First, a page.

Yekker tries to continue to live his life in the manner he is accustomed to, but there is no escape from the encroaching fanaticism. It crushes all opposition. Any semblance of rationality is done away with. Even weather forecasts are banned, as if these called some all-mighty's grand plan (and his power) into question. (What a pathetic god it must be they're protecting, if he can be threatened by mortals' barely educated guesses at tomorrow's weather; doesn't the fact that the meteorologists barely ever get it right instead reinforce the idea of divine omnipotence ?)
       Imagination is dulled, "the world has become aphasic, opaque, and sullen; it is wearing mourning clothes." Books "constitute the safest refuge against this world of horror" all around Yekker, but the books are also a danger to him. Eventually they must make place for "the one, the irremovable Book of resigned certainty."
       The threats against Yekker mount. What is, at first, almost harmless child's play intensifies to very real danger. Might conquers right:
They have understood the danger in words, all the words they cannot manage to domesticate and anesthetize. For words, put end to end, bring doubt and change. Words above all must not conceive of the utopia of another form of truth, of unsuspected paths, of another place of thought.
       The downward spiral of a nation losing itself in a limiting ideology continues. Djaout allows for some hope, at least wondering about the future at the end of his novel. But that is the fiction. The murder of Djaout: that is how the story ends.
       The Last Summer of Reason is a very sad book. Djaout's portrayal of a country going to ruin is almost gentle, his attacks circumspect. Reason has almost been done away with. Yekker faces it almost uncomprehendingly: how does one battle the forces of irrationality ? He does stand up, in his own way against them, but it is not an even battle. In the name of their god the fanatics are unwilling to tolerate other opinions, other ideas, other ways of living. And they are willing to resort to the most reprehensible and cowardly tactics and actions to silence those they believe to be their enemies.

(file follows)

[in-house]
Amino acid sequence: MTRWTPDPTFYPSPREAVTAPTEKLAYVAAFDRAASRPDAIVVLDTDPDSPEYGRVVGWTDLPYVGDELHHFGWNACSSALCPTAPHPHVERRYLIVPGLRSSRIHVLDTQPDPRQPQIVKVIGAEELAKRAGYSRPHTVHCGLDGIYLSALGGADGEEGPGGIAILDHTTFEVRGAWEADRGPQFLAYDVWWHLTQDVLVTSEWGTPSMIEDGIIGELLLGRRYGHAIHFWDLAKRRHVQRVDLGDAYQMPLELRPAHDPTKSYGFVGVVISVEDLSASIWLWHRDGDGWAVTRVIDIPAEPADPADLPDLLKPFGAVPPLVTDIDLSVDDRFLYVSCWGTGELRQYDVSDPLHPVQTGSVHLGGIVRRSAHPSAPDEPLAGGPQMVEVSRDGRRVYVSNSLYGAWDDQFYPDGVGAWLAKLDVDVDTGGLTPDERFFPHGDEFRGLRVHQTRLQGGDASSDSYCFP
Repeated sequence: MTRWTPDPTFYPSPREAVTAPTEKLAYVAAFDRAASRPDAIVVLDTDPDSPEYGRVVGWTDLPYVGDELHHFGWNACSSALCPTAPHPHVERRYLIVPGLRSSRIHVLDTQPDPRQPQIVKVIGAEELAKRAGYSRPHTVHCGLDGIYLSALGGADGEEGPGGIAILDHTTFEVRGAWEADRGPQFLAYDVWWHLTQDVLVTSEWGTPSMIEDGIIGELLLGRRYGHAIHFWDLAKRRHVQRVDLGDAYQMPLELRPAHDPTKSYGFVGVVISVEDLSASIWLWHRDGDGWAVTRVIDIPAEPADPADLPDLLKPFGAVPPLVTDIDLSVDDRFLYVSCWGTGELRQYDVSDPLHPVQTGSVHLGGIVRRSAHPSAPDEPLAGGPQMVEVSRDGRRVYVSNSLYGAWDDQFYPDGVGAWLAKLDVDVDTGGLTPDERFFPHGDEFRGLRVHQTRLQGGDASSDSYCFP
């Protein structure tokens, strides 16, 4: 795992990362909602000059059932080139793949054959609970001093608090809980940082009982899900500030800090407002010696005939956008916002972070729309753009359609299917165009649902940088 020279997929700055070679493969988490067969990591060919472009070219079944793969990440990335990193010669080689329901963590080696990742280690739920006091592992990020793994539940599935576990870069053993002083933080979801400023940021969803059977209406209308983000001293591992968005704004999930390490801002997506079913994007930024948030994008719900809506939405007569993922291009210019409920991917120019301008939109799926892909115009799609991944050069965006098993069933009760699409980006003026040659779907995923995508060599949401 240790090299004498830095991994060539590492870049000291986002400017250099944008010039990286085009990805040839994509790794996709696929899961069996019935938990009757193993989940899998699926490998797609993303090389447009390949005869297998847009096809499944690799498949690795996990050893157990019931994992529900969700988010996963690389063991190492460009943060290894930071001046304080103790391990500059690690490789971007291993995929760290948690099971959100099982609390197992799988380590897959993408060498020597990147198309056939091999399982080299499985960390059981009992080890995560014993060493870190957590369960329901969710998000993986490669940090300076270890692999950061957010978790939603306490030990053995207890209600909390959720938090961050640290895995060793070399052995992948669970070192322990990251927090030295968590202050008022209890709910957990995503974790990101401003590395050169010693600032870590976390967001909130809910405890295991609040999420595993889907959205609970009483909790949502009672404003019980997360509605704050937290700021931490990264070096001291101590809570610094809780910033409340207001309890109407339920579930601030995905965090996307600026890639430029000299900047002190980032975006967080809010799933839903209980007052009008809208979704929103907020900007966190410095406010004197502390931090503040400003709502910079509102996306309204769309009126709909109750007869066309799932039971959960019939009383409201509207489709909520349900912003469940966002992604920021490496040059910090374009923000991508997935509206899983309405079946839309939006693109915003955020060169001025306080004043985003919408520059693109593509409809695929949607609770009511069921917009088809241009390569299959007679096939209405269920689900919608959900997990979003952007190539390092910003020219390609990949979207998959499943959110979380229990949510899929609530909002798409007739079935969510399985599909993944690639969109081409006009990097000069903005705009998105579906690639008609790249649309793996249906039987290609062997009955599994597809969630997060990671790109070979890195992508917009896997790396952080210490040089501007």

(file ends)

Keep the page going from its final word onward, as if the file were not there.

It is a sad world Djaout describes -- all the more so because it is, in too many places, much like the real world. In presenting this world through Yekker's frustrated experiences Djaout adopts the proper tone, avoiding sounding too self-righteous, his condemnation sad and resigned more than anything else. The style gets a bit elegiac and the translation occasionally goes a bit off kilter: "Like a sagacious cat, the wind is playing with papers and dead leaves whirling them around where they are." But on the whole it reads quite well.
       There have been many books like The Last Summer of Reason -- though most from the past few decades have dealt with similar issues under European totalitarian regimes. Djaout's is certainly worthwhile. It is a fine, moving literary work, though lacking some of the polish and punch of other examples of the genre. It is, of course, also all the more poignant because the reader knows what happened to Djaout, an author who paid the ultimate price for his art and his convictions.

       This volume also comes with a Foreword by Nobel laureate Wole Soyinka. Soyinka makes some valid and interesting points, expressed (as usual) quite nicely, but he goes for the big picture, rather than focussing specifically on Djaout and his work. Given how few people are familiar with Djaout a few more pages about the author might have been preferable.

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Reviews: Other books about Tahar Djaout under review: Other books involving Tahar Djaout under review: Other books of interest under review:
  • Index of books relating to Africa
  • See Index of French literature

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About the Author:

       Algerian author and journalist Tahar Djaout, born in 1954, was killed in 1993.